Terry Altenhof took an amazing photo of the eggs of two predators in his rose garden. Both types of predators are seen here on a single leaf. These are the all important egg stage photos of the lady beetle and the lacewing.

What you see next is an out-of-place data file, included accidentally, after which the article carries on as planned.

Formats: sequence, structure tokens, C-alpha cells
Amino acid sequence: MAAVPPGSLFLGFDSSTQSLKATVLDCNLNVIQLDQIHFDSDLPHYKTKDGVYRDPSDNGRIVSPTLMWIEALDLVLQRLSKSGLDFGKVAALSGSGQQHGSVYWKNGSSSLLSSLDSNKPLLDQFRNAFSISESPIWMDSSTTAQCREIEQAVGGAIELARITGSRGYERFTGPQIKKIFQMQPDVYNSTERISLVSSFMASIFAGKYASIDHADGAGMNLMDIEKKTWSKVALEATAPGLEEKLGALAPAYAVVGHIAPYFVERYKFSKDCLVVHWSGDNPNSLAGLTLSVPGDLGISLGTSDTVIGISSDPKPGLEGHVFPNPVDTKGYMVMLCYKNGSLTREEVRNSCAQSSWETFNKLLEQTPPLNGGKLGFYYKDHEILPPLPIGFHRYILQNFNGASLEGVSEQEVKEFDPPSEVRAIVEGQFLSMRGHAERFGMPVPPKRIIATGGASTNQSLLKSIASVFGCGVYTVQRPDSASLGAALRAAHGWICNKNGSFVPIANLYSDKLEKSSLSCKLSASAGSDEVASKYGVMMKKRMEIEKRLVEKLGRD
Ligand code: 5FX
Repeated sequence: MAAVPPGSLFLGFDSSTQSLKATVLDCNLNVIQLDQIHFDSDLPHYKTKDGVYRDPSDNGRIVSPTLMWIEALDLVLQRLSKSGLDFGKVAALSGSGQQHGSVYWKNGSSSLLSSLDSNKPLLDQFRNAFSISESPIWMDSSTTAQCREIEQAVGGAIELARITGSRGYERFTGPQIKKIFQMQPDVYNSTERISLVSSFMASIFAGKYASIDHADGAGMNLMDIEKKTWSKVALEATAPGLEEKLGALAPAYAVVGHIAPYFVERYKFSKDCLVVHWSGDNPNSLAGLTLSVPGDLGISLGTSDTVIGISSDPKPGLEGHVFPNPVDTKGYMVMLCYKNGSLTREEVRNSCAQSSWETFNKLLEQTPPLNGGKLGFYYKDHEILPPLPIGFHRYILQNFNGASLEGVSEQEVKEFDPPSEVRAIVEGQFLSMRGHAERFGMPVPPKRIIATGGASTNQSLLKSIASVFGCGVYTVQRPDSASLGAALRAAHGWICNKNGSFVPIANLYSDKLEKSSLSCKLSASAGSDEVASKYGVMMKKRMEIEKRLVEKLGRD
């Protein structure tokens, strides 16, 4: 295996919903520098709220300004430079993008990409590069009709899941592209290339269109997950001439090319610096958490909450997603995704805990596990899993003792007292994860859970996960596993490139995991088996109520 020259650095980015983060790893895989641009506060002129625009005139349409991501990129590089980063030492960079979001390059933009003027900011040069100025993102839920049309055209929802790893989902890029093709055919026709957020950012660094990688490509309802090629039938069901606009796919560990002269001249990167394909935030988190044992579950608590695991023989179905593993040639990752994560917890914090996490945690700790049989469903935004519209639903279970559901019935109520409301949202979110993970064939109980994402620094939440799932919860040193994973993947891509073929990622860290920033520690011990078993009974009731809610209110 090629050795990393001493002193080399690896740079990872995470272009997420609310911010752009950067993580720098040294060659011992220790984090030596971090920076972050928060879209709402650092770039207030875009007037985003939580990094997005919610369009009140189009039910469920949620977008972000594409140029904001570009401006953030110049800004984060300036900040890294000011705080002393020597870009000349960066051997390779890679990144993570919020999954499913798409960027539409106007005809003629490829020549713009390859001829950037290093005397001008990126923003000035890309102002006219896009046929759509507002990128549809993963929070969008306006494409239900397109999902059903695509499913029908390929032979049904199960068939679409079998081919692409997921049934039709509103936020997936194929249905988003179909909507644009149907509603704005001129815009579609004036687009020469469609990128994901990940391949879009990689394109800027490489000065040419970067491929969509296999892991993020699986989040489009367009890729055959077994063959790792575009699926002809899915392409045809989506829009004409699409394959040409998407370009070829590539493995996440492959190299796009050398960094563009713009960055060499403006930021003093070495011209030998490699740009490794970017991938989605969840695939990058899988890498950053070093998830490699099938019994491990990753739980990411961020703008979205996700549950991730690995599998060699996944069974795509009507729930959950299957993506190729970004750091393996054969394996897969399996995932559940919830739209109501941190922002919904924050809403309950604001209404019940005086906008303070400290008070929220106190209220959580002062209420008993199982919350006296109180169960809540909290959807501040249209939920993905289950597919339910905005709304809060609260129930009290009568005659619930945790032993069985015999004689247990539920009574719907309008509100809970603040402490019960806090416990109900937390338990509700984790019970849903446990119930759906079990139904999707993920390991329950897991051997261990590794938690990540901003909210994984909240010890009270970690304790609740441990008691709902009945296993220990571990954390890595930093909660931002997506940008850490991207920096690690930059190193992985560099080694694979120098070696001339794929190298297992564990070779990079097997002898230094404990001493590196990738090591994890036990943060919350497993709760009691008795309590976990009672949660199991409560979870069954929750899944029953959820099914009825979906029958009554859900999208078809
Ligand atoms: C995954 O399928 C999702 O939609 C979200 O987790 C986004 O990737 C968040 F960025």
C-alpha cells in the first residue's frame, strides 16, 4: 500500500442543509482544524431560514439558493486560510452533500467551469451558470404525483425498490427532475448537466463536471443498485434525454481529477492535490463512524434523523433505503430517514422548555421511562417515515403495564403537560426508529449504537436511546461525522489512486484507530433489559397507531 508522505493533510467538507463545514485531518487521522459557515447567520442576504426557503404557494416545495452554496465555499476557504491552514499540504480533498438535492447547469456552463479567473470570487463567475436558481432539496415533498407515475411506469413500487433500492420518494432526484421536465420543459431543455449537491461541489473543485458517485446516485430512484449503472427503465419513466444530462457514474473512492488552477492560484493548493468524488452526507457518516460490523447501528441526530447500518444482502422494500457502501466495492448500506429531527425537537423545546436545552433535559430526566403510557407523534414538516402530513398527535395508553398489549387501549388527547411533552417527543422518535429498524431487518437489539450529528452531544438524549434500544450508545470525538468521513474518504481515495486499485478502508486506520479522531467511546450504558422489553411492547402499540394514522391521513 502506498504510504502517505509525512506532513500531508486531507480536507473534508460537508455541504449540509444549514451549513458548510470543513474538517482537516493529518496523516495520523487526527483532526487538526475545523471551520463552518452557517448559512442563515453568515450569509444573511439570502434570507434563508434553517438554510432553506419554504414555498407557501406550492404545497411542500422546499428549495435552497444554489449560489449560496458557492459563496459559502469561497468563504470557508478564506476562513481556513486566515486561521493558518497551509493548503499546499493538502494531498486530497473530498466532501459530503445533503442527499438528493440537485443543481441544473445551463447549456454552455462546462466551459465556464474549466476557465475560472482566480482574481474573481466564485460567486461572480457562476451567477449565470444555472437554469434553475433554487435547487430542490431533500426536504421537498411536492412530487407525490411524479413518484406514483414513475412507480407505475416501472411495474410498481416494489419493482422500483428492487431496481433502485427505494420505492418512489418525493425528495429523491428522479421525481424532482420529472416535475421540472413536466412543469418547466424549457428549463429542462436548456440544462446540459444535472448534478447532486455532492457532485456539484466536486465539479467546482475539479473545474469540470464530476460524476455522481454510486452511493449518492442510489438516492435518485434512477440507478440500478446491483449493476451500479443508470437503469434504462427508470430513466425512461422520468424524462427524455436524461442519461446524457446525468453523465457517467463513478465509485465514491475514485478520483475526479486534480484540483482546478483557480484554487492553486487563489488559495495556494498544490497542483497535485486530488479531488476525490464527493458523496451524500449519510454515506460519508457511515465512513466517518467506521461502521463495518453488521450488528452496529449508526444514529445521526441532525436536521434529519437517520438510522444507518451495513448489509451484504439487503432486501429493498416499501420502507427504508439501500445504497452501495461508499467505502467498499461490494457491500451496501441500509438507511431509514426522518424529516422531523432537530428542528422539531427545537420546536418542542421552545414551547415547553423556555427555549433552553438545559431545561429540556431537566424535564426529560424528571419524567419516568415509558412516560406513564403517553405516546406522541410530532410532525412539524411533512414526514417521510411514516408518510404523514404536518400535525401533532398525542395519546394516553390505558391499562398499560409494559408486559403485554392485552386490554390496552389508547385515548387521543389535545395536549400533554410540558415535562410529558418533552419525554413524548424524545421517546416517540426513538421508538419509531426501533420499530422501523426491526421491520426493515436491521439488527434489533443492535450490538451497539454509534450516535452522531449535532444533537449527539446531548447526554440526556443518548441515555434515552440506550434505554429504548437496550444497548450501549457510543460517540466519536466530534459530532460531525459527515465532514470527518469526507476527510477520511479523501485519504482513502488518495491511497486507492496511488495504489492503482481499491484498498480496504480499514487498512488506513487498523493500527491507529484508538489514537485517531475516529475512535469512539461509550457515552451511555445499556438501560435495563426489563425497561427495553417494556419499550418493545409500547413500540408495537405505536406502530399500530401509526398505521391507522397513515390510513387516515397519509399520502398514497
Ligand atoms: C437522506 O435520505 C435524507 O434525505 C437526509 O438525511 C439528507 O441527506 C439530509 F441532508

Why are they so important you might ask? They are important because people do not recognize the eggs of ladybugs and lacewings. Because they don't recognize them they might squish them at this fragile egg stage. What a boon to the garden the larvae (ie. young hatchlings) and fully grown adults (ie ladybugs and lacewings) are with their voracious appetites for aphids. Lacewings -see white eggs suspended on small stems- and ladybeetles - see the yellow eggs - both eat aphids at both the larval and adult stage. Does anyone have a shortage of aphids this year? No - I didn't think so. We are already well into our second generation in Calgary. Maybe the ladybugs and lacewings will catch up to the aphids by fall. Cross your fingers and look for eggs and the young black larvae of lady bugs ... I wonder what a lacewing larva looks like?